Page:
eeing in OJ Simpson the signs both of hyperthymic temperament and of flat-out bipolar disorder, helped me recognize the signs in someone else, someone I hopefully was able to help.  First off, OJ’s charismatic personality is a perfect example of what a hyperthymic personality looks like.  Not only that, there’s the far more distinctive fact that in his mug shot, the tone of the muscles outside his eyes seemed to have been gone, so his eyes and eyebrows seemed to have been running down the sides of his face, looking as unnatural in doing so as does the liquid pocket watches in Salvador Dali’s The Persistence of Memory.
 
 



This is a sign of someone with bipolar disorder suffering a depressive episode.  A college textbook on abnormal psychology gives Van Gogh’s Portrait of Dr. Gachet as a good illustration of what this looks like,
 
 


and says that the depressions that come with unipolar depression involve more anxiety.  Just after OJ murdered Nicole and Ron, I read a book which gave accounts of OJ’s sports career, and at the end mentioned that the reason why he wore sunglasses to Nicole’s funeral was to hide his “sunken eyes,” though I always thought that “sunken eyes” meant downcast eyes, and one wouldn’t go to a murdered spouse’s funeral wearing sunglasses, looking like Hollywood glamour, in order to hide downcast eyes.  Yet when the mug shot was taken, there were his sunken eyes, and that photo is included in plenty of publications, websites, etc.  (I think that I even remember seeing a big copy of the mug shot at the center of the Ask OJ website, though the photo that’s there now shows OJ in a formal setting holding a platter with a ham that’s been partially sliced up, with a caption of, “Happy Holidays, From a real cutup,” followed by his signature, which sure does make him look worse than the mug shot would have, and he actively participates in this website.  He obviously has no problem going public with premeditated heinous shock value, and hyperthymics are harmlessly so  much  morexciting  thavacuoushocvalue .)  Yet it seems that except for some people, like the author of that book, some psychiatrists, etc., people are totally in the dark about just how unusual was the muscle tone outside his eyes in the mug shot.
 

 



Then there are the other signs that were there just after the slow-speed Bronco chase.  The newspaper article that appeared in Los Angeles, where I live, said some very revealing things.  Just after the murders, he was suddenly acting completely normal which was why several of those who saw him at the time thought he looked innocent.  He probably was at least somewhat suicidal at the time of the Bronco chase.  Robert Shapiro said that before OJ escaped he had four “doctors” with him and they agreed that the note that he left behind was a suicide note (Like, what was he doing surrounding himself with psychiatrists?).  Even back then, with the limited practical experience I had in recognizing the signs of chronically manic personalities, I saw that hyperthymic families often give their kids eccentric (as in non-conformist) names, and OJ’s first name is Orenthal.

Lawrence Schiller’s American Tragedy says the following about OJ on the day of his arrest:

O.J. was deeply depressed.  His emotional self had fled.  Baden serves on a board that reviews prison suicides.  He turned to Dr. Faerstein.  “We have to notify the jail people to put him on a suicide watch.”  The psychiatrist agreed, and he briefed Shapiro.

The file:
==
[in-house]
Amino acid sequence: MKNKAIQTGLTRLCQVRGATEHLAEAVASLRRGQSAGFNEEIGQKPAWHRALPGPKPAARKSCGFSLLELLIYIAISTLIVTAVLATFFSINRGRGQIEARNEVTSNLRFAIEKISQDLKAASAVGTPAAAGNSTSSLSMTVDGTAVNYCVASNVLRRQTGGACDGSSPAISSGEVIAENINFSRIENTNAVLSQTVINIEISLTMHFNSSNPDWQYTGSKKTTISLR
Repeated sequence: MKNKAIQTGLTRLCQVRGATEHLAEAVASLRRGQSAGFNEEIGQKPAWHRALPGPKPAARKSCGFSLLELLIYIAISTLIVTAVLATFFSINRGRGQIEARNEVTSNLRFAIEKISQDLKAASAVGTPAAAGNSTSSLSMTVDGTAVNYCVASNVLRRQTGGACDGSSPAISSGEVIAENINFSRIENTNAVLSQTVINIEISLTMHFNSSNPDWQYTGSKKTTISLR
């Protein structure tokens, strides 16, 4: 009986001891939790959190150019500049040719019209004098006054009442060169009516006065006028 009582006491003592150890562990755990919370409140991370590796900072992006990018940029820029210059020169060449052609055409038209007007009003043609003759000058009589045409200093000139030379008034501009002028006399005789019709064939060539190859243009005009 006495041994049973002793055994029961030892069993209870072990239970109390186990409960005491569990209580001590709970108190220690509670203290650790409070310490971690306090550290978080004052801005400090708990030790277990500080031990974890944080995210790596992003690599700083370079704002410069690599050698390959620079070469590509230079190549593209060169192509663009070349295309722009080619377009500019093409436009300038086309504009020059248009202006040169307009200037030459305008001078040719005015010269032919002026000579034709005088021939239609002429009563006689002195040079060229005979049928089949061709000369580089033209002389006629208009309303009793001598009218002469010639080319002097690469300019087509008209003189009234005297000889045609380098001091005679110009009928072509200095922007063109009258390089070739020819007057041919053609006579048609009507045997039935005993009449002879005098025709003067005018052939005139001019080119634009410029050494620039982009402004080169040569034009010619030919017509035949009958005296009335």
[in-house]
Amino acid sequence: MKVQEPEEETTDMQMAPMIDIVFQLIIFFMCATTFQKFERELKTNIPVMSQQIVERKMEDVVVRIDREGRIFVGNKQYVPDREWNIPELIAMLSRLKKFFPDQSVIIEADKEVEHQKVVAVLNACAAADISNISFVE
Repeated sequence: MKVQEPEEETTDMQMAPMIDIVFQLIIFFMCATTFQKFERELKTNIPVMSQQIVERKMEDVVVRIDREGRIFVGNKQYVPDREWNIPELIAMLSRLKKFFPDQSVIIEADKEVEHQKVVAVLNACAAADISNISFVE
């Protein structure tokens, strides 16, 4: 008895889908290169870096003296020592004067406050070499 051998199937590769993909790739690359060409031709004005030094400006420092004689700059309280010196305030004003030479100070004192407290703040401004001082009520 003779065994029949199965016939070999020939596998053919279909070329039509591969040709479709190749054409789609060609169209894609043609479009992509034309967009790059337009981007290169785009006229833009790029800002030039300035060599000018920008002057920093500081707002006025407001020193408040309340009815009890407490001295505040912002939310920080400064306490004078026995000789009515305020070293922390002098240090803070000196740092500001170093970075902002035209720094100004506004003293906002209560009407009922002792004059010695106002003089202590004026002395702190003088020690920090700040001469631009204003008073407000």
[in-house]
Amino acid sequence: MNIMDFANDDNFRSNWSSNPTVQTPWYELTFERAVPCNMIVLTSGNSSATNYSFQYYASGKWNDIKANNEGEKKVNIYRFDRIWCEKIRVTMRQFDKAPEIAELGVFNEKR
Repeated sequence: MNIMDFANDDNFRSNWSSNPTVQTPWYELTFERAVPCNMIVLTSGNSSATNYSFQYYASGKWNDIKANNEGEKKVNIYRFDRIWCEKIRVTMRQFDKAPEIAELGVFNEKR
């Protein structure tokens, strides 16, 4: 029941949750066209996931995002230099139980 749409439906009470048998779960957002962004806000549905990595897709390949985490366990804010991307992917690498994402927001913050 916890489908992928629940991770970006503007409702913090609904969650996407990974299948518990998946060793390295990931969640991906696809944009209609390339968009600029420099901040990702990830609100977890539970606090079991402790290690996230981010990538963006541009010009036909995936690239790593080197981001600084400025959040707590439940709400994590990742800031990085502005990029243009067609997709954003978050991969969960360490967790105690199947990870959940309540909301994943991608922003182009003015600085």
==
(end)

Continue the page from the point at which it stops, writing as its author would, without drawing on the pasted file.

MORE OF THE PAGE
It was now almost eleven, and Parker Center was at least half an hour away.  Shapiro asked Faerstein to call and explain that they were trying to get O.J. down there, but that he was clinically depressed.  There are three doctors here, Baden heard Faerstein explaining to someone, and we’re trying to get him together to bring him down.

OJ’s usually very willful mom Eunice was suddenly hospitalized just after the murders, the family’s public relations agent refused to say why, and in OJ’s suicide note, among his good-byes to his “golfing buddies,” etc., he seemed to be making a special effort to let his mom know that she had no reason to feel guilt and self-blame: “I’ve had a good life.  I’m proud of how I lived.  My mama taught me to do unto others.  I treated people the way I wanted to be treated.  I’ve always tried to be up and helpful.  So why is this happening?”  At that time I’d heard enough depressive self-blame to recognize that Eunice must have been feeling this about the murders, even though she clearly wasn’t to blame.  The newspaper article about the slow-speed chase gave the name of the hospital where Eunice was staying, so I wrote her a short get-well card, on a card which had hand-painted hearts on the front.  I wrote inside that I know that she deserves better than that small card, since this was the best way to respond to depressive self-blame.  (At that time I did have years of experience in doing this, as I describe on my My Story webpage.)  Soon after I got a form-letter thank-you note for those who sent support to the Simpson family (“During these trying times for our family we wish to thank you for your kind words of encouragement.  Your many floral arrangements, cards, food, visits and telephone calls lifted our spirits.  We are truly grateful to have family and friends like you.  Please continue to give us your loving support, along with your spiritual enlightenment’s, and most of all your prayers.”), adorned with hearts made up of the strokes of a paintbrush, sealed with a heart sticker and with a “LOVE” postage stamp with a heart-shaped cluster of roses.
 

 

Rumor had it that Nicole engaged in promiscuous adultery, didn’t care how this affected her kids, and when OJ tried to talk her out of it she refused to stop.  This a textbook case of a behavior pattern that can result from hyperthymic temperaments, called a “chaotic lifestyle,” sort of like a diluted prolonged version of Louis XIV’s formal dinners.



During the suppers which Louis XIV was wont to have with the princesses and the ladies at Marly, it sometimes happened that the king, who was very dexterous, amused himself by throwing little rolls of bread at the ladies and allowed all of them to throw them at him.  Monsieur de Lassoy, who was very young and who had never been present at one of these suppers, told me that he was extremely surprised to see bread rolls thrown at the king, and not only rolls, but also apples and oranges.  It is said that Mademoiselle de Vautois, a lady-in-waiting to the Princess de Conti, the king’s daughter, who was hurt when the king threw a roll at her, threw a salad at him, fully dressed.